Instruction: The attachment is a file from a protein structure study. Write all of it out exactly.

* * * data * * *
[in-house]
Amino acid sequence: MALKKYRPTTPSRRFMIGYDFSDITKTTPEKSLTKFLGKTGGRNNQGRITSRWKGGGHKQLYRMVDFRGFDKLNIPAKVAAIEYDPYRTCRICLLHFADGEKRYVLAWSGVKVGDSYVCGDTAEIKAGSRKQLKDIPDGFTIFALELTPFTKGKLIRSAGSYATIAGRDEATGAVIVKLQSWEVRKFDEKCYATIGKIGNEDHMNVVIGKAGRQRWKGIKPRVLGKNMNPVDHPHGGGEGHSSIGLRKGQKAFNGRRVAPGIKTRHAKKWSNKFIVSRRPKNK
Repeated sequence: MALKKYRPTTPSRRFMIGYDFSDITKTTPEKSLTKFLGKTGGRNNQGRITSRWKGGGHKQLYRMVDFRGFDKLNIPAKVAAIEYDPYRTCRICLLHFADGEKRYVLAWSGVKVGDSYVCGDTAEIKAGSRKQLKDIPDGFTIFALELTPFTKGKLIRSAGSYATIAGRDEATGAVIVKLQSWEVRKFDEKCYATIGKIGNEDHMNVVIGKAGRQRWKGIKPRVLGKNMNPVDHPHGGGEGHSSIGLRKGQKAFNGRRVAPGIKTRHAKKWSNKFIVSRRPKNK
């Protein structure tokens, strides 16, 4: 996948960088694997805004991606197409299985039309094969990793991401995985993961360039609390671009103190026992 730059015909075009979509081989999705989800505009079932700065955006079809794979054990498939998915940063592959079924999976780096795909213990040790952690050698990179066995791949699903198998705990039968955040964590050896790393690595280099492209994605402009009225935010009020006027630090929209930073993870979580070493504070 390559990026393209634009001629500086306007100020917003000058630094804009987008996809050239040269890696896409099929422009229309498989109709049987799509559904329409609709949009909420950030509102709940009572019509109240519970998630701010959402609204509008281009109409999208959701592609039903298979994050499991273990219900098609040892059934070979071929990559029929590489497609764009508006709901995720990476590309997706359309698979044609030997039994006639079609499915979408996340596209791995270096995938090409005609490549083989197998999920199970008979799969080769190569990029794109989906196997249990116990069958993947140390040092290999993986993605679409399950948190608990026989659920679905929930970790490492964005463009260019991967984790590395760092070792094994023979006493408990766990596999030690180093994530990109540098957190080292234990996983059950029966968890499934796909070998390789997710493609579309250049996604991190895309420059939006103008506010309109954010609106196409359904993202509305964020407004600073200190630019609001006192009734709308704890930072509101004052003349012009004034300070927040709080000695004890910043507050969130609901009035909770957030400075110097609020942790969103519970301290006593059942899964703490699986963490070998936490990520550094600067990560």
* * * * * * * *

[in-house]
Amino acid sequence: MALKKYRPTTPSRRFMIGYDFSDITKTTPEKSLTKFLGKTGGRNNQGRITSRWKGGGHKQLYRMVDFRGFDKLNIPAKVAAIEYDPYRTCRICLLHFADGEKRYVLAWSGVKVGDSYVCGDTAEIKAGSRKQLKDIPDGFTIFALELTPFTKGKLIRSAGSYATIAGRDEATGAVIVKLQSWEVRKFDEKCYATIGKIGNEDHMNVVIGKAGRQRWKGIKPRVLGKNMNPVDHPHGGGEGHSSIGLRKGQKAFNGRRVAPGIKTRHAKKWSNKFIVSRRPKNK
Repeated sequence: MALKKYRPTTPSRRFMIGYDFSDITKTTPEKSLTKFLGKTGGRNNQGRITSRWKGGGHKQLYRMVDFRGFDKLNIPAKVAAIEYDPYRTCRICLLHFADGEKRYVLAWSGVKVGDSYVCGDTAEIKAGSRKQLKDIPDGFTIFALELTPFTKGKLIRSAGSYATIAGRDEATGAVIVKLQSWEVRKFDEKCYATIGKIGNEDHMNVVIGKAGRQRWKGIKPRVLGKNMNPVDHPHGGGEGHSSIGLRKGQKAFNGRRVAPGIKTRHAKKWSNKFIVSRRPKNK
């Protein structure tokens, strides 16, 4: 996948960088694997805004991606197409299985039309094969990793991401995985993961360039609390671009103190026992 730059015909075009979509081989999705989800505009079932700065955006079809794979054990498939998915940063592959079924999976780096795909213990040790952690050698990179066995791949699903198998705990039968955040964590050896790393690595280099492209994605402009009225935010009020006027630090929209930073993870979580070493504070 390559990026393209634009001629500086306007100020917003000058630094804009987008996809050239040269890696896409099929422009229309498989109709049987799509559904329409609709949009909420950030509102709940009572019509109240519970998630701010959402609204509008281009109409999208959701592609039903298979994050499991273990219900098609040892059934070979071929990559029929590489497609764009508006709901995720990476590309997706359309698979044609030997039994006639079609499915979408996340596209791995270096995938090409005609490549083989197998999920199970008979799969080769190569990029794109989906196997249990116990069958993947140390040092290999993986993605679409399950948190608990026989659920679905929930970790490492964005463009260019991967984790590395760092070792094994023979006493408990766990596999030690180093994530990109540098957190080292234990996983059950029966968890499934796909070998390789997710493609579309250049996604991190895309420059939006103008506010309109954010609106196409359904993202509305964020407004600073200190630019609001006192009734709308704890930072509101004052003349012009004034300070927040709080000695004890910043507050969130609901009035909770957030400075110097609020942790969103519970301290006593059942899964703490699986963490070998936490990520550094600067990560």